court's interpretation of insurance policies within the Owens-Illinois and Carter-Wallace allocation methodology.
Having considered the record and the parties' written and oral arguments, we find no ground to reverse the many rulings of the several judges who presided over this litigation. We affirm the final judgment of the Law Division.
Facts and Procedural History
Plaintiff IMO originated in 1901 as the Delaval Steam Turbine Company. It manufactured turbines, pumps, gears, and other machinery with industrial and military uses, including for United States Navy ships. In some of Delaval's products manufactured from the 1940s to the 1980s, component parts contained asbestos.
Defendant Transamerica is a holding company that acquired Delaval in 1963. Delaval operated as a subsidiary of Transamerica under different names until its divestiture in 1986 by means of a spin-off to shareholders. After the divestiture, plaintiff became IMO Industries, Inc.
From the 1960s until 1993, Transamerica owned Transamerica Insurance Company, which became defendant TIG Insurance Company (" TIG" ) when it was divested in 1993. Transamerica acquired Pyramid Insurance Company of Bermuda in the 1970s and still owned it at the time of this litigation. Transamerica, [437 N.J.Super. 590] TIG, and Pyramid are at times collectively referred to in this litigation as the Transamerica defendants.
The other defendants are insurance companies, together with their predecessors and affiliates, that provided different levels of primary or excess liability insurance to plaintiff or Transamerica. Among the excess insurers that have raised issues on appeal are two groups of insurers that we will refer to in this opinion as " ACE" and " LMI."  We will also refer to IMO and TIG to mean the present company or its predecessors.
Risk Management Program
In 1972, Transamerica established a corporate risk management program (" TARM" ) that oversaw insurance matters for its subsidiaries. The objectives of the TARM program were to protect Transamerica and its subsidiaries from catastrophic losses and to minimize costs for insurance coverage and accidental losses. According to Transamerica's director of risk management in the 1980s, the TARM program was never intended to be an insurer for subsidiaries, although Transamerica would often pay losses that fell within a subsidiary's self-insured retention (" SIR" ). A SIR operates in some ways like a deductible for an insurance policy but also is significantly different, as we will discuss later in this opinion. The TARM program procured insurance on behalf of Transamerica's subsidiaries in exchange for an annual fee. The fee covered the costs of purchasing insurance, TARM's operating costs, and the subsidiary's share of losses.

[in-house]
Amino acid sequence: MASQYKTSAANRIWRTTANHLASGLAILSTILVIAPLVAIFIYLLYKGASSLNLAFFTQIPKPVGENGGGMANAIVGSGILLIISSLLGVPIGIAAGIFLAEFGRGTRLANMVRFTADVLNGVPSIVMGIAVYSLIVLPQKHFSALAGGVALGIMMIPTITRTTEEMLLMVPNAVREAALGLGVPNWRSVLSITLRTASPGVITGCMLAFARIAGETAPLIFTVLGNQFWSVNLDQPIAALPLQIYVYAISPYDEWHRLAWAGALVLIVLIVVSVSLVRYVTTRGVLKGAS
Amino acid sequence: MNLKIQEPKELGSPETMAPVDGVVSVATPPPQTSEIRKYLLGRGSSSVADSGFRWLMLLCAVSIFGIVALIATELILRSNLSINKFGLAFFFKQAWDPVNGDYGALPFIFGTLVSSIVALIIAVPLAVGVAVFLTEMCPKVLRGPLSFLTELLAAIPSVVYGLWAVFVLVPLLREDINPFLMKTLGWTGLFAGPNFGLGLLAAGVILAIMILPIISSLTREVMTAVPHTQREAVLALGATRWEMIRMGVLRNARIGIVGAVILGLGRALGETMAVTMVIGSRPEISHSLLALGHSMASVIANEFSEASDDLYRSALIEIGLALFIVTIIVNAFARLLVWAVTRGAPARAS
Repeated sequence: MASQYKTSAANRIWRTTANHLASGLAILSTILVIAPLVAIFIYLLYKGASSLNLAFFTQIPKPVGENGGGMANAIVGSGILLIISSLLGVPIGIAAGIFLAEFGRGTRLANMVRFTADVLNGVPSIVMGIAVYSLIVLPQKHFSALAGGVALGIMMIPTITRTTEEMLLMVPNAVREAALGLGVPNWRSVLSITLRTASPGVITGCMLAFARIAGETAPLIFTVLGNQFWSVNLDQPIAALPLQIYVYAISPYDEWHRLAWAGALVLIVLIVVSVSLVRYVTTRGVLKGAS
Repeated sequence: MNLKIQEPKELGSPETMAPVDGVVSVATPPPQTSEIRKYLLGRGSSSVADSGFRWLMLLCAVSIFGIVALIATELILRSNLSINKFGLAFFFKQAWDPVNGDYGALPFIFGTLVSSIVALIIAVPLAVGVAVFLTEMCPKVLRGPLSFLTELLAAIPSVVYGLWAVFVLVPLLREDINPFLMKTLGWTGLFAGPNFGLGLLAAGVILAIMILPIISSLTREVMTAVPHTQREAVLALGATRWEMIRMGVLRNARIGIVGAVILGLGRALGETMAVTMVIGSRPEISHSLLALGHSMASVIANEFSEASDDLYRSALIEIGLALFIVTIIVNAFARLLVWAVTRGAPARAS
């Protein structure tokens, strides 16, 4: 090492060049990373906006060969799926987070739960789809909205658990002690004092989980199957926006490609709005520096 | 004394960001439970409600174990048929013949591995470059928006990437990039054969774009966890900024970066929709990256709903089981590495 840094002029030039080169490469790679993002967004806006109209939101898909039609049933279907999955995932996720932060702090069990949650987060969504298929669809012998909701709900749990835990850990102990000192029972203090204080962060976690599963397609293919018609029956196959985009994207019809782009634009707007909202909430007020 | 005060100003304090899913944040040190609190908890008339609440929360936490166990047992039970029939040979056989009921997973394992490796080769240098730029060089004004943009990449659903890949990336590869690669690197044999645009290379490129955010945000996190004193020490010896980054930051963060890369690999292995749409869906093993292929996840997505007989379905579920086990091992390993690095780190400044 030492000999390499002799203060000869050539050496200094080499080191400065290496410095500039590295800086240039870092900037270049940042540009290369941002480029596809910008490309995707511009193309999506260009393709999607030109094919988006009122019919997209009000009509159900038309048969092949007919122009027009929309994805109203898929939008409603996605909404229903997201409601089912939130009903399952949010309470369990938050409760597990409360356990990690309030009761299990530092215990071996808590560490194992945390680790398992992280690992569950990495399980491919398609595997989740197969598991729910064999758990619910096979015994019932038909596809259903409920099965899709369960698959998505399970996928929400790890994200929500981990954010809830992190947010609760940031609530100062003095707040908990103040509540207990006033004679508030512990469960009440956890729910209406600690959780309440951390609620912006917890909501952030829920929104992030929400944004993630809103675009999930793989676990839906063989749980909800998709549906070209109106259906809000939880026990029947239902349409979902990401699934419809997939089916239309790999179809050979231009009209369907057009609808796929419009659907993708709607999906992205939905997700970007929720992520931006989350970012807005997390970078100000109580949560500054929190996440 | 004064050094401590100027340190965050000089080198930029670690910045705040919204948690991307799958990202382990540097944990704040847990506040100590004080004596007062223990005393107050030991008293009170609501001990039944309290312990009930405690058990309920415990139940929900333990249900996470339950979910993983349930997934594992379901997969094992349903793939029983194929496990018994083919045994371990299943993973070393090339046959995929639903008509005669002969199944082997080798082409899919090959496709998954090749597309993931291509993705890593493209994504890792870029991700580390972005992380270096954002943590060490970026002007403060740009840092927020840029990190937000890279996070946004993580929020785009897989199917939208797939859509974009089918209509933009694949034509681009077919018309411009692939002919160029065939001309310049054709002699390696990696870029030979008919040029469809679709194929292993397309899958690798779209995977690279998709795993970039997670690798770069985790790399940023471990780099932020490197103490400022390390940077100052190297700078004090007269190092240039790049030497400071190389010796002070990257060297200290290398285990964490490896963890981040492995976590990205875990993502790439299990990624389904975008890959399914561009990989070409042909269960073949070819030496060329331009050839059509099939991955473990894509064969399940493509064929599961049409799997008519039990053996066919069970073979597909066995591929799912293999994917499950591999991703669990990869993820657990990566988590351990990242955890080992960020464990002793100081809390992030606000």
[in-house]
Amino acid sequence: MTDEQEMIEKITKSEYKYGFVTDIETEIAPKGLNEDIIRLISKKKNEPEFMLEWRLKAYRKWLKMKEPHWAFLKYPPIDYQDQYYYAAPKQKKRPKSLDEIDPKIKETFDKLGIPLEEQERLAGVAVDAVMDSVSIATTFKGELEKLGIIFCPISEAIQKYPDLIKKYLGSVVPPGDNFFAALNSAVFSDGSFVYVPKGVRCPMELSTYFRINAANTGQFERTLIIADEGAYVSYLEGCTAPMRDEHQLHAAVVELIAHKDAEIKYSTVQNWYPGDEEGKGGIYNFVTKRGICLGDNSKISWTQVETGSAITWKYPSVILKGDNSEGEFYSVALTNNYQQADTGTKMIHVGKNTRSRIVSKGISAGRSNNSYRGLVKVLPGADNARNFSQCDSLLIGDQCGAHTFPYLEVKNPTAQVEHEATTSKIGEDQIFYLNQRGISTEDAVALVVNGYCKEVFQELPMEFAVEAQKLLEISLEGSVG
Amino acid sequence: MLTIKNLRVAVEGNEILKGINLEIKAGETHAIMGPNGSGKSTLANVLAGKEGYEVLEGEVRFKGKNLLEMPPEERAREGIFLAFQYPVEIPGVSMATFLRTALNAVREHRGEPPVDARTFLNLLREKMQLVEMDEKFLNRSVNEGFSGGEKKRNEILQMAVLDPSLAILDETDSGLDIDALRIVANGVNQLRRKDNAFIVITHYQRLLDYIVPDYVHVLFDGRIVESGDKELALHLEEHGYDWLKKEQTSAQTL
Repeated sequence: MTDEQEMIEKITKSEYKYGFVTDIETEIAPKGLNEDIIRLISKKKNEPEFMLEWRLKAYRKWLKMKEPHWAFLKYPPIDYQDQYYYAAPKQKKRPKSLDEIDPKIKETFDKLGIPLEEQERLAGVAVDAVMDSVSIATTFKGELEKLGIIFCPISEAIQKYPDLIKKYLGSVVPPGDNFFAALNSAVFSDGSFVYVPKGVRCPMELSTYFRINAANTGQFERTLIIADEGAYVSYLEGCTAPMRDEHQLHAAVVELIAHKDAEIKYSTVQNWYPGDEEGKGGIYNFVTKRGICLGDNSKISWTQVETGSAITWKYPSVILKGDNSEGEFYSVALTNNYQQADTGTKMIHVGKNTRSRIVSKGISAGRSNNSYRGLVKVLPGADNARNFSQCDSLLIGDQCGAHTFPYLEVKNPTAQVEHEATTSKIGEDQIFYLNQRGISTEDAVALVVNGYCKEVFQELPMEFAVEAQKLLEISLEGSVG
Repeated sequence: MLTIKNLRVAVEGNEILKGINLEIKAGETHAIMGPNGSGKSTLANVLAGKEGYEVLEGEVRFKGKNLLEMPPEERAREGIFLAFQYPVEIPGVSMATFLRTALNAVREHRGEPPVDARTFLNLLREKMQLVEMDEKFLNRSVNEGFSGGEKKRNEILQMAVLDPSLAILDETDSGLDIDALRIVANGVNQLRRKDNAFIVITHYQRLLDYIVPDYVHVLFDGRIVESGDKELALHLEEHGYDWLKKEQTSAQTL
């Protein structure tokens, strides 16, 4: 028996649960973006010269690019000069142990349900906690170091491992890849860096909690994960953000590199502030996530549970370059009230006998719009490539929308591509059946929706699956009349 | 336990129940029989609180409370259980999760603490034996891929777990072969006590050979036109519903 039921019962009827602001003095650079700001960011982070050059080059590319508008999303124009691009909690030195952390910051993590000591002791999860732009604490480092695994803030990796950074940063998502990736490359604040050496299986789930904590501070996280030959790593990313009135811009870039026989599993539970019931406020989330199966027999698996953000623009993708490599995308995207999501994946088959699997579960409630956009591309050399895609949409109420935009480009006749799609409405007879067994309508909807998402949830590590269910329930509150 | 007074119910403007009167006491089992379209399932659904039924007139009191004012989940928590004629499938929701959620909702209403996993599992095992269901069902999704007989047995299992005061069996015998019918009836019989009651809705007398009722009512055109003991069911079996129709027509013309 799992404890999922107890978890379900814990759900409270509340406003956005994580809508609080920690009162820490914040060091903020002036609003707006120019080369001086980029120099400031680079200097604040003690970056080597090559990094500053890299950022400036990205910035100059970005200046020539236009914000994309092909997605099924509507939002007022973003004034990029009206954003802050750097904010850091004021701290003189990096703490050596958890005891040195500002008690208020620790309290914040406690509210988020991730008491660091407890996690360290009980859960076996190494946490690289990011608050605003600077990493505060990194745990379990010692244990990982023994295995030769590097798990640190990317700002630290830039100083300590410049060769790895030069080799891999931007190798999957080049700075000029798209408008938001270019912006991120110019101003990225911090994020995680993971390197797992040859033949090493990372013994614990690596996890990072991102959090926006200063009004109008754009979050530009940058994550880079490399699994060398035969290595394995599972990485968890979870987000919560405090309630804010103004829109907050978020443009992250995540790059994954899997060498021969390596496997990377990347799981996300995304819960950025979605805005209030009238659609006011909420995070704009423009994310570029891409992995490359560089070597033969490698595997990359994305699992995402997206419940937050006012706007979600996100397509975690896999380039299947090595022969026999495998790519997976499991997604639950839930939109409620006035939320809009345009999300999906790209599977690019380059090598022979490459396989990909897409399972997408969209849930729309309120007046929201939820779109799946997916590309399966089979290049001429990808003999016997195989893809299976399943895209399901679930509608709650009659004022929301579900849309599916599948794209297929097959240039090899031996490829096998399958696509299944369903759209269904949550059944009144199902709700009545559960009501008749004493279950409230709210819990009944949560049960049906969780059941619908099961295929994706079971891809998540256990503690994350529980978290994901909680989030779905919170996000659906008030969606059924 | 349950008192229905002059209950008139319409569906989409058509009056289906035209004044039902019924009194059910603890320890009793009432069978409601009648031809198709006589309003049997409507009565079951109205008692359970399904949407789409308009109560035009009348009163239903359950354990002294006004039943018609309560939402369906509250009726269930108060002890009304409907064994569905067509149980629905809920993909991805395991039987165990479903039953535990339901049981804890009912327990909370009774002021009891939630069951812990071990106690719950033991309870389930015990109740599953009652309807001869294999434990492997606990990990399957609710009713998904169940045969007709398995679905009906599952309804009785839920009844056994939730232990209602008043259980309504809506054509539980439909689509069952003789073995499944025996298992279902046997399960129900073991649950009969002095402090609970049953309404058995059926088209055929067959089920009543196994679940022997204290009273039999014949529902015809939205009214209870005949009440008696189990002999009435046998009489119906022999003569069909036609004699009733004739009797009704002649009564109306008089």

Transamerica would charge back its payments covering a subsidiary's SIRs through the risk management fees. Subsidiaries [437 N.J.Super. 591] like IMO that experienced unique or significant losses were also charged a catastrophe fee beyond the normal risk management fee. Before its divestiture in 1986, IMO had paid approximately $33 million in such fees to Transamerica.
IMO's Insurance Policies
Before 1964, IMO had general liability policies issued by New Jersey Manufacturers Insurance Company (" NJM" ) and Aetna Casualty and Surety Company (" Aetna" ). From 1964 to 1972, IMO purchased primary insurance directly from TIG. We will refer to these pre-1972 policies as TIG's " direct policies."
From 1972 through 1976, Transamerica purchased insurance on behalf of IMO from the Highlands Insurance Company. The Highlands policies were written above a $100,000 SIR, meaning that IMO's losses must exceed that level of loss from any single occurrence before it could access coverage under the Highlands policies. There was no insurance in place to cover IMO's SIR. TIG also issued excess policies to IMO during this time period.
From 1977 to 1986, Transamerica purchased first-layer excess insurance coverage for IMO from ACE and Pyramid. These policies also required SIRs. To cover the SIRs, Transamerica purchased insurance policies from TIG, which are referred to in this litigation as " fronting policies." These policies allowed IMO to obtain insurance certificates showing full coverage for all losses. The " fronting" reference meant there was no risk assumed by the insurance carrier, here TIG.
[437 N.J.Super. 592] The TIG fronting policies had stated coverage limits of $1 million from 1977 through 1984 and higher limits for 1985 and 1986, totaling in the aggregate $10.75 million for the ten-year period. For the fronting policies in effect from 1977 through 1981, defense costs were paid " outside the limits" of the policies. This means that the policies would pay their stated $1 million indemnity limits plus defense costs; the defense costs were supplemental to the indemnification coverage and did not erode the indemnity limits. We will refer to these policies as " outside the limits" policies. Defense costs for the policies in effect from 1982 through 1986 were within the policy limits, meaning payments for defense costs did erode the indemnity limits.